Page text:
A friend of mine taught at Harvard for a few years. Her husband needed a job, so he taught a writing class. He said his students were so bad it appeared to be an experiment: How stupid can you be and succeed at Harvard? They had not been admitted based on SAT scores or grades, that was clear. In a recent article called “The Myth of American Meritocracy”, Ron Unz described considerable evidence of exactly what my friend’s husband noticed: Harvard admission not based on the usual “meritocratic” measures, such as SAT scores and grades. For example, he found evidence of an Asian quota. If Asians weren’t penalized for being Asian, far more would be admitted.
Archive for the 'China' Category
An American writer named James McGregor (in One Billion Customers) called China “a nation of bookworms”. In China, entry into college is heavily controlled by a nationwide test called the gao kao taken near the end of high school. For hundreds of years, China had the most sophisticated civil service entrance exams in the world. Chinese students study much harder than American students. Amy Chua’s Battle Hymn of the Tiger Mother (in which a mother puts a huge amount of pressure on her daughters to succeed in conventional ways) was presented by Chua as reflecting Chinese parenting values. It’s true that Chinese parents push their children much harder to do well in school than American parents.
All of which might lead unsuspecting Americans to believe that Chinese people value being a good student. Not at all. A Chinese friend explained to me that being called “a good student” is essentially an insult. “You are a good student” is what you say to someone when you can’t think of anything nice to say. It means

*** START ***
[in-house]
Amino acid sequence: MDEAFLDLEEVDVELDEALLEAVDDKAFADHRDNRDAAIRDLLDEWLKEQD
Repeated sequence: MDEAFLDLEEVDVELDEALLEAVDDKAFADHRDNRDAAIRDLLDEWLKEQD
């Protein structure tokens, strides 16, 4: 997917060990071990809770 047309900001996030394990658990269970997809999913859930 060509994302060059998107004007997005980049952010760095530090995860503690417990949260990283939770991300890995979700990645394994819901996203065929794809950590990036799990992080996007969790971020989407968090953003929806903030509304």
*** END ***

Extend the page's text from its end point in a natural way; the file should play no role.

1. You are not interesting.
2. You have no sense of humor.
3. You have no interests outside of school.
Drone might be the closest English equivalent to the Chinese “good student”, except that no one would ever say to someone “you are a drone” and the meaning of the term has recently changed (to mean mini-planes flown remotely).
If you open the American edition of Forbes, you will find articles about the richest people in America. If you open the Russian edition, you will find articles about the richest people in Russia. If you open the Chinese edition, you will find articles about the richest people in America.
A Russian friend of mine noticed this. He happened to know an sophomore economics major at Tsinghua. It is incredibly difficult to get into Tsinghua and the economics major is the most desirable major of all. To be an economics major at Tsinghua you need a test score that is in something like the top 1 out of 100,000. Staggeringly high. My Russian friend asked the Tsinghua economics major, “Who is the richest person in China?”
The economics major didn’t know. He seemed a little angry. “Why should I know? We’ve never been taught that,” he said.